The Jacksonville Jaguars have announced that their home opener will air on local television, and in the process lifted the curtain on a dirty little secret in the NFL: Games don’t actually have to be sold out to lift the local TV blackout.
The Jaguars’ announcement that the game will be on local TV notes that there are tickets remaining for the game, and ticket sales are expected to continue through Sunday. So the game is not a sellout.
But the Jaguars have apparently decided to take advantage of the NFL rule that allows them to buy back their own unsold tickets at 34 cents on the dollar, and therefore lift the local TV blackout.
Every NFL team is free to use that tactic to put its games on local television, but teams rarely if ever acknowledge that that’s what they’re doing. The teams that do buy back their own tickets don’t want fans to get used to the idea that they can watch every home game on TV even if the game isn’t sold out, and the teams that don’t buy back their own tickets don’t want fans to realize that they’re too cheap to take the necessary step to get their games on TV.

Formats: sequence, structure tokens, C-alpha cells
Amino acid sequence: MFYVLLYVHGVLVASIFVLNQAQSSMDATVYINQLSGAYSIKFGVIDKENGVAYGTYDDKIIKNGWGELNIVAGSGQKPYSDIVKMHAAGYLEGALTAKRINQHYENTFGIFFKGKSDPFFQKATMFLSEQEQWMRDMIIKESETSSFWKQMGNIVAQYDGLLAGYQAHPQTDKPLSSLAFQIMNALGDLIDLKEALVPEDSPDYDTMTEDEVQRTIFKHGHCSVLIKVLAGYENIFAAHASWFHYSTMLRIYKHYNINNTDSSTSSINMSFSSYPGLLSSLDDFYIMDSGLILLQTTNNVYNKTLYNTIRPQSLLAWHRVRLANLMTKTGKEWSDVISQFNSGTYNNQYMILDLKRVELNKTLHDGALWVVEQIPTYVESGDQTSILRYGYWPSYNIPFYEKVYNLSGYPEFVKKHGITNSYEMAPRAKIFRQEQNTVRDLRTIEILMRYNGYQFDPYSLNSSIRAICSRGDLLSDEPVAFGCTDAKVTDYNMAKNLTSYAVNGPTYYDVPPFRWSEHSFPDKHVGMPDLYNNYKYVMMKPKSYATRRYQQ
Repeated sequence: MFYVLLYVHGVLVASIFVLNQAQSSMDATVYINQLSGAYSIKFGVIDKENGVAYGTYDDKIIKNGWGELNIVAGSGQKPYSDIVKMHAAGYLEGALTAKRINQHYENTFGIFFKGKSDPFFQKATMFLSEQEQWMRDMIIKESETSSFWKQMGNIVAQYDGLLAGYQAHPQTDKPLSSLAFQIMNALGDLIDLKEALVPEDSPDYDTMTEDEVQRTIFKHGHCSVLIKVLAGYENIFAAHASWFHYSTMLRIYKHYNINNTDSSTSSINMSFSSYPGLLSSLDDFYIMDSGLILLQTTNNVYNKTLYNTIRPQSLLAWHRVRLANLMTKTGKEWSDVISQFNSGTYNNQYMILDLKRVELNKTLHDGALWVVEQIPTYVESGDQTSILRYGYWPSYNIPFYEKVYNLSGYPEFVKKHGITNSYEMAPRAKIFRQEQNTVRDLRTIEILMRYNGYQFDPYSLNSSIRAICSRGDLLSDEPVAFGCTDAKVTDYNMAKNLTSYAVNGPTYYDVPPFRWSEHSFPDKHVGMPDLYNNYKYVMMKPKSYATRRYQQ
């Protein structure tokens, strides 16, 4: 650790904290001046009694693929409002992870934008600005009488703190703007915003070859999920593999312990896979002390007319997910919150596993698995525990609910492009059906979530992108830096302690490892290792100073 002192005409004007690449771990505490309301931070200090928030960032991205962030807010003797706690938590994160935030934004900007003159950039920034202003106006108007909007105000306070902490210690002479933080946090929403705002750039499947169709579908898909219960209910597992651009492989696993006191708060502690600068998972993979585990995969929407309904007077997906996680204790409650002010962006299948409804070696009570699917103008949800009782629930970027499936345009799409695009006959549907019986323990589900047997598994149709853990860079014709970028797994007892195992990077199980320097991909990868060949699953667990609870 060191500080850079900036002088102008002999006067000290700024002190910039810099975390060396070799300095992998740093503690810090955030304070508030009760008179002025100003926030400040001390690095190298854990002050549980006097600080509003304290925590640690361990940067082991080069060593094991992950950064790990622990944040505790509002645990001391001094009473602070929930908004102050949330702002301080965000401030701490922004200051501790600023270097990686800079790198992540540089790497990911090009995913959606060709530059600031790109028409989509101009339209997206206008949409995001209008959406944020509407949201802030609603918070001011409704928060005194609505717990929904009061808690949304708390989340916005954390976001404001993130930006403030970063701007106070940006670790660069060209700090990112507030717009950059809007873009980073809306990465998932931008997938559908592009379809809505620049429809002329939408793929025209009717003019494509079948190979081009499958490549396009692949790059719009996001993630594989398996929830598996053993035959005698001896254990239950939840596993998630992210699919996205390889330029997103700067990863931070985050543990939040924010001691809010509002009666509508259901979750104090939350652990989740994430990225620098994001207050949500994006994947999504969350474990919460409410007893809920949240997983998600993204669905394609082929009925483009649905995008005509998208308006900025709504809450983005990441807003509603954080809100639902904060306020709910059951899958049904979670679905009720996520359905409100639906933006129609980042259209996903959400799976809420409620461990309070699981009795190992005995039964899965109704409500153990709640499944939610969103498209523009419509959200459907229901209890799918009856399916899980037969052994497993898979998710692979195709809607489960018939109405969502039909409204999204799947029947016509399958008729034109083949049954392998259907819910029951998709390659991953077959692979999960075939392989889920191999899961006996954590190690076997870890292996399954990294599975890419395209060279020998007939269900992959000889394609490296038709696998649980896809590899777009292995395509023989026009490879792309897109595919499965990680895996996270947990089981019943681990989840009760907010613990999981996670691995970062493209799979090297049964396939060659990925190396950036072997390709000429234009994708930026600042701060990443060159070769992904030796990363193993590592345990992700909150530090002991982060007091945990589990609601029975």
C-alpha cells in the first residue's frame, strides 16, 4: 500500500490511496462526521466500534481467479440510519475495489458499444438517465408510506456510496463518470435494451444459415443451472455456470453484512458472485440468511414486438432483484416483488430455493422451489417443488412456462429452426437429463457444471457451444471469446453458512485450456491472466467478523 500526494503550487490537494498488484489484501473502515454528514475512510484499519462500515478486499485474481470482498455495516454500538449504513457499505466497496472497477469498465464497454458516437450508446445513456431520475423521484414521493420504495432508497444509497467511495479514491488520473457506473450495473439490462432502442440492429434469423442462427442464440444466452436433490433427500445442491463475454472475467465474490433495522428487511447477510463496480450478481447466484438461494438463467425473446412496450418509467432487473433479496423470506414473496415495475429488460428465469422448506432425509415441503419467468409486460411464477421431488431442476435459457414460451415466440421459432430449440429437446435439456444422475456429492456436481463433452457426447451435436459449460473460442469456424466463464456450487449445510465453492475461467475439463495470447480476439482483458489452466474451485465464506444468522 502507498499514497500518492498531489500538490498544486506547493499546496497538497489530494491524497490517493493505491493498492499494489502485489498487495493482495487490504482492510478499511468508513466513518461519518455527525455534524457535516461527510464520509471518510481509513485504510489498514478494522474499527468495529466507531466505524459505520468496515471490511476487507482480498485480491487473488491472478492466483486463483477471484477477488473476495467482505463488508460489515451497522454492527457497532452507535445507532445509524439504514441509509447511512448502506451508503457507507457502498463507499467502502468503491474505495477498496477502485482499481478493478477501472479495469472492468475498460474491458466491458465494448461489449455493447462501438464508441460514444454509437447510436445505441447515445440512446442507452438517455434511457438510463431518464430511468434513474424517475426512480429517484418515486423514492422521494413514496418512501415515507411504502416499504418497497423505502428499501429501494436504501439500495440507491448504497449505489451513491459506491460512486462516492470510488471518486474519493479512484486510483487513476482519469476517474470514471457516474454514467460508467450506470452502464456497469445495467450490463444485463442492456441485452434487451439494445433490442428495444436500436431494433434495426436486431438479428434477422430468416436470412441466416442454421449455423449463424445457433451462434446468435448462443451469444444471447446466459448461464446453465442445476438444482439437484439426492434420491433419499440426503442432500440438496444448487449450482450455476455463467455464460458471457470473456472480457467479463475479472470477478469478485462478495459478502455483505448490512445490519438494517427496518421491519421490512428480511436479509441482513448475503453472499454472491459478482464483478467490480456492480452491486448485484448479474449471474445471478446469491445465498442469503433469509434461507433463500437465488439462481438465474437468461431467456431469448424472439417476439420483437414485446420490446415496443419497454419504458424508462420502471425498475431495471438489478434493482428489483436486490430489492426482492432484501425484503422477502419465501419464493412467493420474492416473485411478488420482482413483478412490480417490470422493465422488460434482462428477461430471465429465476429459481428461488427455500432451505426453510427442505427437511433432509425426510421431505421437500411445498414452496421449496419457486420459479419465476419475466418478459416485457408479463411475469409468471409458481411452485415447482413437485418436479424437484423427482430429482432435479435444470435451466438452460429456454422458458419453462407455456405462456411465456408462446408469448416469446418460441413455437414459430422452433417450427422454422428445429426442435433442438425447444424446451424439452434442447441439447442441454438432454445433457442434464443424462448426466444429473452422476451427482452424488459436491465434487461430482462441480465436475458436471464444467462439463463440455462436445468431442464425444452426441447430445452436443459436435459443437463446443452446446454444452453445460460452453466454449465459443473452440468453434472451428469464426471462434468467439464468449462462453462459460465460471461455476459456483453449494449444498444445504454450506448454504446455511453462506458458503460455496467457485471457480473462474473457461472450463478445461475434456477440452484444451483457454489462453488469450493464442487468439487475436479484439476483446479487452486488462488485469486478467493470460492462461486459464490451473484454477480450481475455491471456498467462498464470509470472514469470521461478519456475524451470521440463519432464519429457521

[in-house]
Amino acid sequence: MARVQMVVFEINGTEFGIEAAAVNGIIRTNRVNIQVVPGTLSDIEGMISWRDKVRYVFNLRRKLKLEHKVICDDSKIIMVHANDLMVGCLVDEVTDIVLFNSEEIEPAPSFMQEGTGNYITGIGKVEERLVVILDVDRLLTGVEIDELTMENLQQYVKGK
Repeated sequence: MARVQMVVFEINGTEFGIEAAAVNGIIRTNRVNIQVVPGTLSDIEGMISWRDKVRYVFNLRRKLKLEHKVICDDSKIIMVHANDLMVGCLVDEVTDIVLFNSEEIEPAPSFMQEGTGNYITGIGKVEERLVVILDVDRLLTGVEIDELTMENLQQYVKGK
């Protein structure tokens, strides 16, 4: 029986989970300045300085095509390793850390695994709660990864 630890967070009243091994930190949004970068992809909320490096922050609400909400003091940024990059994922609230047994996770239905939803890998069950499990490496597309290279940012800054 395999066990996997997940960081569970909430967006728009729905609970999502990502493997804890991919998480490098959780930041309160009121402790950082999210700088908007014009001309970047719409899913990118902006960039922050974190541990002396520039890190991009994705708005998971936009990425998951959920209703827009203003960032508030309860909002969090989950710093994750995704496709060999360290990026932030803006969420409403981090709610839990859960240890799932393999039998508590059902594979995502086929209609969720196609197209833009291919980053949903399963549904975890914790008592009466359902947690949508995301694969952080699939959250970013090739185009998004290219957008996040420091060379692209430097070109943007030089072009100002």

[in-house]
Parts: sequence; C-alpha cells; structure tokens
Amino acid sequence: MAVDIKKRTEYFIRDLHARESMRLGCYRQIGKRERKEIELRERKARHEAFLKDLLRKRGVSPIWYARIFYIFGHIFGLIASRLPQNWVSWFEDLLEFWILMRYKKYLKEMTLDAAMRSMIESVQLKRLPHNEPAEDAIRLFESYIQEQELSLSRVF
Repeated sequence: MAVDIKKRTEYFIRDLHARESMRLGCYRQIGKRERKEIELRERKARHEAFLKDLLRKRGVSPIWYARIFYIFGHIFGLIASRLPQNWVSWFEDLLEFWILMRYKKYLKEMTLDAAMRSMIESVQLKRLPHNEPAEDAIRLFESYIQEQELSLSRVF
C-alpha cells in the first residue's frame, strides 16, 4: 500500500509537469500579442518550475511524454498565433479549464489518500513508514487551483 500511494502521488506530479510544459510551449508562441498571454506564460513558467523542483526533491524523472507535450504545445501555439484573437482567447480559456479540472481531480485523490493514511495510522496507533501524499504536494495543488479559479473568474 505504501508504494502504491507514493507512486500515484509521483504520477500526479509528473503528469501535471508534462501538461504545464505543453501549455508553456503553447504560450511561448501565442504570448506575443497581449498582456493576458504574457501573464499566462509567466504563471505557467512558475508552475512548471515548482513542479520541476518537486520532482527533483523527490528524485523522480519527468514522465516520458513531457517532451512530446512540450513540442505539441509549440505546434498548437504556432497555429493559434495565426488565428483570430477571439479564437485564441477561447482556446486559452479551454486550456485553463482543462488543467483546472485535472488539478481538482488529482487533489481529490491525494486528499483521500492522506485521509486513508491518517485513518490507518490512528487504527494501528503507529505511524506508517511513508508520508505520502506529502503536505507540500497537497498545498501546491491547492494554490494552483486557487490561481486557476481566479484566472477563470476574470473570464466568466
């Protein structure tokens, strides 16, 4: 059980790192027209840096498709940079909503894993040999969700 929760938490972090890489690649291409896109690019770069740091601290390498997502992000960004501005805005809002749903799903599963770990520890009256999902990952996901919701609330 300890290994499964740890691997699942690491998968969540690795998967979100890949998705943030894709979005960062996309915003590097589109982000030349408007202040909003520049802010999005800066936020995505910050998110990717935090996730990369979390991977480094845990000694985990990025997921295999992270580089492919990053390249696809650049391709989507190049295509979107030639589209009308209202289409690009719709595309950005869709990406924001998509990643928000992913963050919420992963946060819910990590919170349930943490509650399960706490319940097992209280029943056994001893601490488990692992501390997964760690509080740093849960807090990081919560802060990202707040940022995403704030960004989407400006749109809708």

So teams like the Jaguars will issue announcements saying that their games aren’t blacked out, but they won’t explain that they lifted the blackout by buying their own tickets. And teams like the Buccaneers, whose home opener is blacked out, won’t explain that they could have lifted the blackout if they had wanted to spend the money.